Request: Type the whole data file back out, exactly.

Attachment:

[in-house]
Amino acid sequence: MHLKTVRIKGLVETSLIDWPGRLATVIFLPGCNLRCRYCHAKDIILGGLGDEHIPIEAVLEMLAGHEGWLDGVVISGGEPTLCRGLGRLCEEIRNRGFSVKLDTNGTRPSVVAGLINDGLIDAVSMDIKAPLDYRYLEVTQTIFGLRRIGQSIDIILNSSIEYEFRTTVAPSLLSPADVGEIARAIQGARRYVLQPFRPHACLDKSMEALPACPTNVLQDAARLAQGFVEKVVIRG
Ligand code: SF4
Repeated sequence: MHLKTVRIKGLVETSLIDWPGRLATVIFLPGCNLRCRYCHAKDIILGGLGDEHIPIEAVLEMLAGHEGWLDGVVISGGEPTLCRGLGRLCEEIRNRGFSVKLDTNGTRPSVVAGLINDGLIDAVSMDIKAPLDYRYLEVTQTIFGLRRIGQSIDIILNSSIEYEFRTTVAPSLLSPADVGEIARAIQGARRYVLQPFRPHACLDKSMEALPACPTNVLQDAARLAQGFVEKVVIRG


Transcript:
[in-house]
Amino acid sequence: MHLKTVRIKGLVETSLIDWPGRLATVIFLPGCNLRCRYCHAKDIILGGLGDEHIPIEAVLEMLAGHEGWLDGVVISGGEPTLCRGLGRLCEEIRNRGFSVKLDTNGTRPSVVAGLINDGLIDAVSMDIKAPLDYRYLEVTQTIFGLRRIGQSIDIILNSSIEYEFRTTVAPSLLSPADVGEIARAIQGARRYVLQPFRPHACLDKSMEALPACPTNVLQDAARLAQGFVEKVVIRG
Ligand code: SF4
Repeated sequence: MHLKTVRIKGLVETSLIDWPGRLATVIFLPGCNLRCRYCHAKDIILGGLGDEHIPIEAVLEMLAGHEGWLDGVVISGGEPTLCRGLGRLCEEIRNRGFSVKLDTNGTRPSVVAGLINDGLIDAVSMDIKAPLDYRYLEVTQTIFGLRRIGQSIDIILNSSIEYEFRTTVAPSLLSPADVGEIARAIQGARRYVLQPFRPHACLDKSMEALPACPTNVLQDAARLAQGFVEKVVIRG